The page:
Tuesday, January 14, 2014

TCJ Part Two

Hisamatsu’s manga work would inspire another TCJ series that premiered in April of ’67- Boken Gaboten Jima aka Adventure On The Gaboten Island. This “Swiss Family Robinson/Robinson Crusoe” style story involves a lost island full of strange animals and the story of five teenagers who wash up on its shores.  Tomato and Ryuga sneak onboard a submarine at an amusement park late at night, joining Gabo, Cucumber and Igao who were already there. Launched accidentally, the sub drifts on the ocean until beaching on Gaboten Island, where the five must survive as castaways. They build treehouses, make friends with the animals, explore the hidden tunnels and caves of the island, discover ancient relics, build irrigation canals, a waterwheel, indoor plumbing, a little island train, meet local islanders,  and hold a boxing match between a gorilla and a baby dinosaur. As fun as all this is, they know eventually the volcano is going to erupt, so they must find a way off Gaboten Island! A great mambo-style theme song and interesting use of live-action footage make the opening credits fun.I’d love to see more of this series.

Hit me, dealer
Falcon Taro’s mom and sister were killed by the Ghost. He volunteers to join the Japan International Secret Police to battle the Ghost for revenge. And thus begins the saga of TCJ’s Skyers 5! Speaking of great theme songs, the crashing, machine-gun riddled OP for Skyers 5 promises lots of James Bond style spy action, and this show delivers as the Skyers team - S5 Falcon Taro, S4 Samson, S3 Lily, S2 Polka, and S1 Captain - dressed inexplicably as casino blackjack dealers, foil the evil plots of The Ghost around the world through the careful application of lots of gunfire.  The 1967 series was black and white, but a 1971 revival was in color.

It’s around this time that the international future of Japanese animation swam onward with Japan Tele-Cartoons’ Kaitei Shonen Marine(Undersea Boy Marine, or “Marine, The Sea-Bottom Boy” if you prefer), an expanded version of an abortive 13-episode series from ’66 titled Ganbare! Marine Kid (Hang on! Marine Kid), in turn a color update of a 3-episode black and white 1965 experiment titled Dolphin Prince. Warner Brothers/Seven Arts in America expressed interest in the show, and the infusion of American capital led to the concept being fully realized in a 78 episode series known here as Marine Boy. America got to see this Japanese show first, which is still kind of rare. Marine Boy, whose father calls him ‘Marine Boy’, is a spunky kid with a super diving suit, an electric boomerang, jet boots, and Oxy-Gum which allows him to breathe underwater. His adventures with the Ocean Patrol and his mermaid girlfriend would thrill children around the world and provide, among other things, one of England’s earliest tastes of Japanese anime.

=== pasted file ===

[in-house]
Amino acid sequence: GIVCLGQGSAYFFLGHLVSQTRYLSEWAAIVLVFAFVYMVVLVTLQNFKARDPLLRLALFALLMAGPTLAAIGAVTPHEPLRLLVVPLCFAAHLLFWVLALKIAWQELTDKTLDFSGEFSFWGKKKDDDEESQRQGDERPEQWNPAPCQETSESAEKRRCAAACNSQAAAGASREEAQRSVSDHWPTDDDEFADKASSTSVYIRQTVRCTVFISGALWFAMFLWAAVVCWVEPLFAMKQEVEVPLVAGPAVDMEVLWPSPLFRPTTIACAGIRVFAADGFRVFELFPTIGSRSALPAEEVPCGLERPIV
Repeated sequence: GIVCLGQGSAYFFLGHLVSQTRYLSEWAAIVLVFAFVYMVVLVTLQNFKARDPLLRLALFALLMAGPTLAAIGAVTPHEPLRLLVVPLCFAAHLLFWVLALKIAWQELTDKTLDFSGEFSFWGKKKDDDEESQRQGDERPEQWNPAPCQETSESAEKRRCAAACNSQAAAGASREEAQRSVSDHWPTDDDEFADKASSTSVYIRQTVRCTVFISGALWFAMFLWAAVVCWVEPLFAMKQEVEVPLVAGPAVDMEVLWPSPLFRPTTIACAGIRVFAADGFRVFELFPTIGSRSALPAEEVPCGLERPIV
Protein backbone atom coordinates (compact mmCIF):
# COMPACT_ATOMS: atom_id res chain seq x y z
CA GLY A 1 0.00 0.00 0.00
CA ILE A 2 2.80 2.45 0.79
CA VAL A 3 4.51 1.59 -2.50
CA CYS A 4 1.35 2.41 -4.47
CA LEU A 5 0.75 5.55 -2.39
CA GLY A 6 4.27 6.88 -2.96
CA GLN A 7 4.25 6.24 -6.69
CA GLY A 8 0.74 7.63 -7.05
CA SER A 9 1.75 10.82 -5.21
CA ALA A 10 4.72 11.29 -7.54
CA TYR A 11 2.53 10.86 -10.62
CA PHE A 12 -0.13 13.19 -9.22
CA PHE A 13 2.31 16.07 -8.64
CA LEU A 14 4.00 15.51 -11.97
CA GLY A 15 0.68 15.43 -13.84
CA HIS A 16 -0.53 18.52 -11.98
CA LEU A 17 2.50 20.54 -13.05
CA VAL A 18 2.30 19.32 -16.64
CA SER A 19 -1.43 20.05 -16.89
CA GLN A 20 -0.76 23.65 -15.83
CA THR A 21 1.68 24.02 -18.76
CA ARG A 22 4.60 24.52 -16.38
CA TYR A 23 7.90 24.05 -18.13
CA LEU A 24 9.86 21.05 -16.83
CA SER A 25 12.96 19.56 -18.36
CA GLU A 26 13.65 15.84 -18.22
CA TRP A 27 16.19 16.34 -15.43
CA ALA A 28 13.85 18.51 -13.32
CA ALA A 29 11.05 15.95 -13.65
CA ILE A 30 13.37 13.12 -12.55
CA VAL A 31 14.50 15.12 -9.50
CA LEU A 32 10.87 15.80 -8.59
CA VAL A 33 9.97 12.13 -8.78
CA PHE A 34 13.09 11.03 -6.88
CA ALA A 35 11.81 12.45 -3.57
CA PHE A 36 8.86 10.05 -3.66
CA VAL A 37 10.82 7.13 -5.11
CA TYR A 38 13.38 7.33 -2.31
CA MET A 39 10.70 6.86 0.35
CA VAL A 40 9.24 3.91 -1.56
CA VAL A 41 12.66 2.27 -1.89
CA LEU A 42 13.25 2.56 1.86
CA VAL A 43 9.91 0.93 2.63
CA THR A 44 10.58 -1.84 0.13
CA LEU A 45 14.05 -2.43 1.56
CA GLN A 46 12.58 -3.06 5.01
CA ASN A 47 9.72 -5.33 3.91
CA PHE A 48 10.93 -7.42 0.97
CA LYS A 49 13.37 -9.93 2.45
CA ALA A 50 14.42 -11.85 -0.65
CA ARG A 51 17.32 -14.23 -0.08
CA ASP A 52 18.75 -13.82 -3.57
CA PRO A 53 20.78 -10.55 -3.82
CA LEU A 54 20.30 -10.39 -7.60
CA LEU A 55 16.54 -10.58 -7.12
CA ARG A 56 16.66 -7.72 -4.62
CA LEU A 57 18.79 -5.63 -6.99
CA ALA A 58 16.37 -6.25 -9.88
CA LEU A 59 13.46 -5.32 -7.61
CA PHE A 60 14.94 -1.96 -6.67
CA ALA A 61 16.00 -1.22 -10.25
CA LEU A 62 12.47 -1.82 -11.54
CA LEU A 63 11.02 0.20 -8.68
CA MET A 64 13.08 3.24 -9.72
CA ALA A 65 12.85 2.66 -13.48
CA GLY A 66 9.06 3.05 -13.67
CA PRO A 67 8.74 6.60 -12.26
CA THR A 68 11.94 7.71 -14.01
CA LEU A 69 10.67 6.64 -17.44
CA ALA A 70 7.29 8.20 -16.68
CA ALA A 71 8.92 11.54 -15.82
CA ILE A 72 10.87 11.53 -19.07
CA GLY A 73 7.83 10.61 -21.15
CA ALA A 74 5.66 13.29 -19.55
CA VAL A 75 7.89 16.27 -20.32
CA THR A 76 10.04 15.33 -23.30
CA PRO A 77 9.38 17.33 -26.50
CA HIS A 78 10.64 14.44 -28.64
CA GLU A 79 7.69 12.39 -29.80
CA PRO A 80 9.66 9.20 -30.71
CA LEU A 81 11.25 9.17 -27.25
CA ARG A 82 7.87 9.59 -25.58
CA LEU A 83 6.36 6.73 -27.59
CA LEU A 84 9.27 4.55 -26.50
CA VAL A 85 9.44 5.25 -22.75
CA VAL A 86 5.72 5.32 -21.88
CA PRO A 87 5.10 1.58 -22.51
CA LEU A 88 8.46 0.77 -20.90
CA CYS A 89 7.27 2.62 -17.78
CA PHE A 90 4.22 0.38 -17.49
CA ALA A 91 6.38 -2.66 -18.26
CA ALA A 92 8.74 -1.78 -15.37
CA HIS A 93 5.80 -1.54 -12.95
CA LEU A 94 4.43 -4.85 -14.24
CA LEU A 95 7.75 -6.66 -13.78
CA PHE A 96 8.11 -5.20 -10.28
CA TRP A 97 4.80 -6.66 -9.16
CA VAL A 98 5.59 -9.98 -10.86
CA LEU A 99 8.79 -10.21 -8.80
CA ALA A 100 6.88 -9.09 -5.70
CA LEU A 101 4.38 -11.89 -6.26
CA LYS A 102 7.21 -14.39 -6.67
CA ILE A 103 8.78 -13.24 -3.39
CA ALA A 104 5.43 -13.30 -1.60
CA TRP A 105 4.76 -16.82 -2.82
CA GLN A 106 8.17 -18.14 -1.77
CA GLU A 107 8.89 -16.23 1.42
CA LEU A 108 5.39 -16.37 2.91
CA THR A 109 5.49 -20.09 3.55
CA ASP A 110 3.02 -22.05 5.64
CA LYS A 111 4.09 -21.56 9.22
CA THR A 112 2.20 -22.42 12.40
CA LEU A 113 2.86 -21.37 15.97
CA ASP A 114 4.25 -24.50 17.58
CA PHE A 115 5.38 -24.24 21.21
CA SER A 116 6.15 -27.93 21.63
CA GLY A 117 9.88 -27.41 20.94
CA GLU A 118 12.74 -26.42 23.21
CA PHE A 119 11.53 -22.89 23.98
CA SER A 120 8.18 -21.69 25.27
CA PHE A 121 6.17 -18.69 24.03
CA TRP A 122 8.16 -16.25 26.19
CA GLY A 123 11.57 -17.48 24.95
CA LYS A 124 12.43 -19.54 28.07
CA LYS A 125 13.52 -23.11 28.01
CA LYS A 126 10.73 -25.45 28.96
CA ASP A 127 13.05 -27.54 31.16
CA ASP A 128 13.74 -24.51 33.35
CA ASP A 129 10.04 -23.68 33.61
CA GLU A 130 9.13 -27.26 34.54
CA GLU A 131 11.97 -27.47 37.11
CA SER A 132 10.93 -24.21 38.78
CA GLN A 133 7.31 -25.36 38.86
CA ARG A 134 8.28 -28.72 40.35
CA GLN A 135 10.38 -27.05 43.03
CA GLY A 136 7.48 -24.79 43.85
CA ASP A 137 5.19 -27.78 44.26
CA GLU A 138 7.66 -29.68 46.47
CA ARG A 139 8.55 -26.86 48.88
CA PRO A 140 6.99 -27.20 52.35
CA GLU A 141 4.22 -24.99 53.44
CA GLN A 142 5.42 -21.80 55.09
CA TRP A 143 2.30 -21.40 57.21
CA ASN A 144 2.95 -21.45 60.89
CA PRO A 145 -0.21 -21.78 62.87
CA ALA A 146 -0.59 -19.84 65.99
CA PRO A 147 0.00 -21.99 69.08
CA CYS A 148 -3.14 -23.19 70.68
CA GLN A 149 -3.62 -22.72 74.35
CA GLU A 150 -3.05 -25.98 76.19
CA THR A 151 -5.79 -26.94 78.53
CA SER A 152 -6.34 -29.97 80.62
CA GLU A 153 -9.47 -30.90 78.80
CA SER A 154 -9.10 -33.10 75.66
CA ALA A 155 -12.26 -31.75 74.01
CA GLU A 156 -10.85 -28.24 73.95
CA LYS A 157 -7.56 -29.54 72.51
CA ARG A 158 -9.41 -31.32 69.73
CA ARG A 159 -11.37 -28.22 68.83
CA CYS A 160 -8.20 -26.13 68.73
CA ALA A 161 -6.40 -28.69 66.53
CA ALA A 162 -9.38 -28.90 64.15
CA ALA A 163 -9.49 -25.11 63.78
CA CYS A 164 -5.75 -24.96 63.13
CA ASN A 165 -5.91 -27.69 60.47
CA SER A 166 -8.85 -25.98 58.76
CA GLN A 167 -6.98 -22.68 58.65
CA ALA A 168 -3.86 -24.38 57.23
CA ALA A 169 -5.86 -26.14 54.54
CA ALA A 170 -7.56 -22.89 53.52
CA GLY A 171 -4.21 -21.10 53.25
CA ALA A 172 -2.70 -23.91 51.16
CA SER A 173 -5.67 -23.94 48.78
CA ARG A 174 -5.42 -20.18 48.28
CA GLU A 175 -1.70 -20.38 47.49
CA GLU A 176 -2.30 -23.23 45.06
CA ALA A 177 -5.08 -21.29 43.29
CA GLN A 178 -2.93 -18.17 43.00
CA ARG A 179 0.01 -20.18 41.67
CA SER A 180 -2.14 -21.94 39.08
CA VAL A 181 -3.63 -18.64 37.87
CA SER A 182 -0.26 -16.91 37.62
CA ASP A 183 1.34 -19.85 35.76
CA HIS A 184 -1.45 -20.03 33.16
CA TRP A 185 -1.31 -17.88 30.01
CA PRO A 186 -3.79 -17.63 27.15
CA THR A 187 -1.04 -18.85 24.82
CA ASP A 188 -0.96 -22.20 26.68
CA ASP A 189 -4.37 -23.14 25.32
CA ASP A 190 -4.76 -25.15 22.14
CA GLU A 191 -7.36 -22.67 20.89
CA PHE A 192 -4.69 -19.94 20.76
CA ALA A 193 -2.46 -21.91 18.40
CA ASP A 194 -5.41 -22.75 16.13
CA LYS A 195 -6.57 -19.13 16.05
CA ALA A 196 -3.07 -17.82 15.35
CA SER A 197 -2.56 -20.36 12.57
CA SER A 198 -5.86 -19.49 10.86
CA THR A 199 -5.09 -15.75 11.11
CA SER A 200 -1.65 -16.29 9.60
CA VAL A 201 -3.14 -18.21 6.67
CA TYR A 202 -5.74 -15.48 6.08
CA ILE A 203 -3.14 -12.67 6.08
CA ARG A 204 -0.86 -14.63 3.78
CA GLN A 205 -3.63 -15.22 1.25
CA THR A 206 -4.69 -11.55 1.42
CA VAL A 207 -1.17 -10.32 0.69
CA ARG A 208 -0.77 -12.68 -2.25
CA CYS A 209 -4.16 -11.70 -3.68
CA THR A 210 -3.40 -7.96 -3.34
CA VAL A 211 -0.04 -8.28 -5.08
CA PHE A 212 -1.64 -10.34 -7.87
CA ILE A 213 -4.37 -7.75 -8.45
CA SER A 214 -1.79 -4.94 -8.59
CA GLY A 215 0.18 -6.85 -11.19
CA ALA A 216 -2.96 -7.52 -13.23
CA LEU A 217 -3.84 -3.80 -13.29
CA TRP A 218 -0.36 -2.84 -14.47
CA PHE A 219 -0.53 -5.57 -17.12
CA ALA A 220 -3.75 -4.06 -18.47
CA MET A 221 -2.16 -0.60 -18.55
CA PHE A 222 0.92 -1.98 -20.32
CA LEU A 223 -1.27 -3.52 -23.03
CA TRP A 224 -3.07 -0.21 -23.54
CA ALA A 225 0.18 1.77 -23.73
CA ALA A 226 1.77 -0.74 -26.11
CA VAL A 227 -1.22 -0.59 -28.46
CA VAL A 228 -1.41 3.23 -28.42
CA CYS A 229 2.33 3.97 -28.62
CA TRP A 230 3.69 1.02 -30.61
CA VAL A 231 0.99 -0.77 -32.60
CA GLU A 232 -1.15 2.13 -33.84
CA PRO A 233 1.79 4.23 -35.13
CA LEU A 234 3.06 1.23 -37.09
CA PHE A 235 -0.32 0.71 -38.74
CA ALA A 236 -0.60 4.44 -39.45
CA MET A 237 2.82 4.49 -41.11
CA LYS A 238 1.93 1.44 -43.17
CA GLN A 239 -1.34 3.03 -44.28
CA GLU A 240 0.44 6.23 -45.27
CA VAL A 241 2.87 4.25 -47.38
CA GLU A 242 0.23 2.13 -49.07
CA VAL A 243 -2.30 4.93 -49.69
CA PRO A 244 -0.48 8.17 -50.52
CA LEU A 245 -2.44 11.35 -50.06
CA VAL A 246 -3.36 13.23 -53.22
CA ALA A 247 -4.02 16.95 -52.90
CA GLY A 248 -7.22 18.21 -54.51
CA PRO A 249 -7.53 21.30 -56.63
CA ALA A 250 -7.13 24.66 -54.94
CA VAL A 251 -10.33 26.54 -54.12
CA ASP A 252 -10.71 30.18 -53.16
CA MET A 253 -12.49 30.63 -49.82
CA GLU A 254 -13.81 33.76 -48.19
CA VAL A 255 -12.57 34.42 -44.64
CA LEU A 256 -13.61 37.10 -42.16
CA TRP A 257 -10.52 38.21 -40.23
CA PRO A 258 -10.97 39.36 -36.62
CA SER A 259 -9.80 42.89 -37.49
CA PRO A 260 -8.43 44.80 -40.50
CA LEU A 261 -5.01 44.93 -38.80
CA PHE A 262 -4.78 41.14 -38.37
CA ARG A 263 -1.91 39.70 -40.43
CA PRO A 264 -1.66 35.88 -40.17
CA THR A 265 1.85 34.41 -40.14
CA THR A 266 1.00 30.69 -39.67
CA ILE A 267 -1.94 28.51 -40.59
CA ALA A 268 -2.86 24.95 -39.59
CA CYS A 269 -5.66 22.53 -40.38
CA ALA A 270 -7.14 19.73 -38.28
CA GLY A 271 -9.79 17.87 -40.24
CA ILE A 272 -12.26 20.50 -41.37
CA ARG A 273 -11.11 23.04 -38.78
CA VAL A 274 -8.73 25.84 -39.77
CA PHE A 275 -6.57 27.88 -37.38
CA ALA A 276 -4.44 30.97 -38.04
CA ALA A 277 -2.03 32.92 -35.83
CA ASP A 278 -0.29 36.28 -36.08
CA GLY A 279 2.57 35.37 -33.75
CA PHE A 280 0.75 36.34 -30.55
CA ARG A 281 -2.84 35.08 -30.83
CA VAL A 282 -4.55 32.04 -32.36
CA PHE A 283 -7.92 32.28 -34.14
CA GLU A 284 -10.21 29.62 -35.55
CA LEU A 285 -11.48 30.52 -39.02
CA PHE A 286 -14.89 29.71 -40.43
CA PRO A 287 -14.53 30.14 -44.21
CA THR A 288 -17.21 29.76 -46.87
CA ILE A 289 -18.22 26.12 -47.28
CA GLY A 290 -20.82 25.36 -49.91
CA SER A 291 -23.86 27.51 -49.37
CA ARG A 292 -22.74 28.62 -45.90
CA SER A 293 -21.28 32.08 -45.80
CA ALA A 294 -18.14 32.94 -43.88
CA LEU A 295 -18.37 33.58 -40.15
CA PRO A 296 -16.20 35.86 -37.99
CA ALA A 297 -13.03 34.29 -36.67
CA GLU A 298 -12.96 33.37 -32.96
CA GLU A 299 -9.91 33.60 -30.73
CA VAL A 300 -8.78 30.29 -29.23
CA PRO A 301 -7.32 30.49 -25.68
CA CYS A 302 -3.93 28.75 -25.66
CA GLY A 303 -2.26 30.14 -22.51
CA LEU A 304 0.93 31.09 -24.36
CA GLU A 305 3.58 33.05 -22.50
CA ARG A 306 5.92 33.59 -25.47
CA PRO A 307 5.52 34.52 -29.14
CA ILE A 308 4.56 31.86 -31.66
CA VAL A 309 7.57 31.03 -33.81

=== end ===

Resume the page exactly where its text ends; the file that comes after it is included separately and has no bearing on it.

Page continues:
Marine Boy’s opening credits clearly list “Japan Tele-Cartoons”, and reasonable investigators such as myself would spend decades assuming that “Japan Tele-Cartoons” and TCJ were one and the same. This assumption would be totally wrong. Japan Tele-Cartoons was a separate company, known alternatively as “Nihon Doga” or “TV Video” or “TV Films” or “Terebi Doga.” Take your pick.

Nihon Doga/TV Video/whatever would also produce Kaito Pride AKA Dr. Zen, a primitive series of brain-damagedly simple shorts starring the mysterious thief Pride (or Dr. Zen) and his attempts to steal all the children’s toys. Opposing this criminality is the boy detective Doublecheck and his pals Gabby and Honeybee, who is a little talking bee with a woman’s face. Time to quit drinking.

Terebi Doga would also have their fingers in the world-class ridiculousness of Johnny Cypher In Dimension Zero, hands down one of the worst cartoons ever made, but not without its own Ed Woodsian so-bad-its-good charms.
in the future we'll wear helmets with little wings 

For my own part, I apologize for decades’ worth of disseminating false information about TCJ and Japan Tele-Cartoons or Nihon Doga or TV Films or whatever they’re calling themselves this week, and can only ask for the forgiveness of anime fans everywhere.  Remember kids, when you assume it makes an ASS out of, well, just me.

Meanwhile, back in the non “Tele-Cartoons” world of TCJ, in the Sengoku Era/Warring States period of Japan (16th century) – or 1968, if you like - the remnants of Sanada Daisuke’s men were hunted by Tokugawa’s ninja led by Hattori Hanzo, and among these survivors was the ninja Sasuke Sarutobi. Sasuke has made pop-culture appearances for years, but in Sanpei “Ninja Bugeicho” Shirato’s 1961 Sasuke manga (based in turn on a novel by Kazuo Den), Sasuke is a young boy struggling to survive in a ninja-infested Japan crazy for his young ninja blood. TCJ’s 1968 Sasuke series did a decent job replicating Shirato’s amazing brushwork and idiosyncratic character design, and delivered the first of a very few “gekiga” anime series. Sasuke ran for 29 episodes and would eventually find its way to American markets as a one-episode dub titled “Kiko – Boy Ninja.” 

date night, Kamui style